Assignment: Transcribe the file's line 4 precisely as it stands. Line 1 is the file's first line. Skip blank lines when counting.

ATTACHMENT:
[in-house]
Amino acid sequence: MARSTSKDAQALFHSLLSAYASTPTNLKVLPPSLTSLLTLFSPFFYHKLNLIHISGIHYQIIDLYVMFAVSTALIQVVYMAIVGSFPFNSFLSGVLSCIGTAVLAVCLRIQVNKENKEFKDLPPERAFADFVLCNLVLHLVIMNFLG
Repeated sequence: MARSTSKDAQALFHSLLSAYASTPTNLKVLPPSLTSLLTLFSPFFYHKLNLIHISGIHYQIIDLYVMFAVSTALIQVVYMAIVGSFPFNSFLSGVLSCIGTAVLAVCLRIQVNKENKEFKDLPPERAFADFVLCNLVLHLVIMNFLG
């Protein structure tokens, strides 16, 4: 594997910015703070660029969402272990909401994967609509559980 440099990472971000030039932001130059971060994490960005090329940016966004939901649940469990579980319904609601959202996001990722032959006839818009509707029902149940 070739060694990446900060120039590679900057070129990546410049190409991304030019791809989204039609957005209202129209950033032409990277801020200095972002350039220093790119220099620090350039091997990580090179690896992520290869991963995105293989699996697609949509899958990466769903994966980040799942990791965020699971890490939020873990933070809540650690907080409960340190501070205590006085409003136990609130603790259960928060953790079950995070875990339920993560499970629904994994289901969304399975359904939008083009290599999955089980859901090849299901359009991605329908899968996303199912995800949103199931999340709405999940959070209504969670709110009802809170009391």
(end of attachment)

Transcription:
């Protein structure tokens, strides 16, 4: 594997910015703070660029969402272990909401994967609509559980 440099990472971000030039932001130059971060994490960005090329940016966004939901649940469990579980319904609601959202996001990722032959006839818009509707029902149940 070739060694990446900060120039590679900057070129990546410049190409991304030019791809989204039609957005209202129209950033032409990277801020200095972002350039220093790119220099620090350039091997990580090179690896992520290869991963995105293989699996697609949509899958990466769903994966980040799942990791965020699971890490939020873990933070809540650690907080409960340190501070205590006085409003136990609130603790259960928060953790079950995070875990339920993560499970629904994994289901969304399975359904939008083009290599999955089980859901090849299901359009991605329908899968996303199912995800949103199931999340709405999940959070209504969670709110009802809170009391």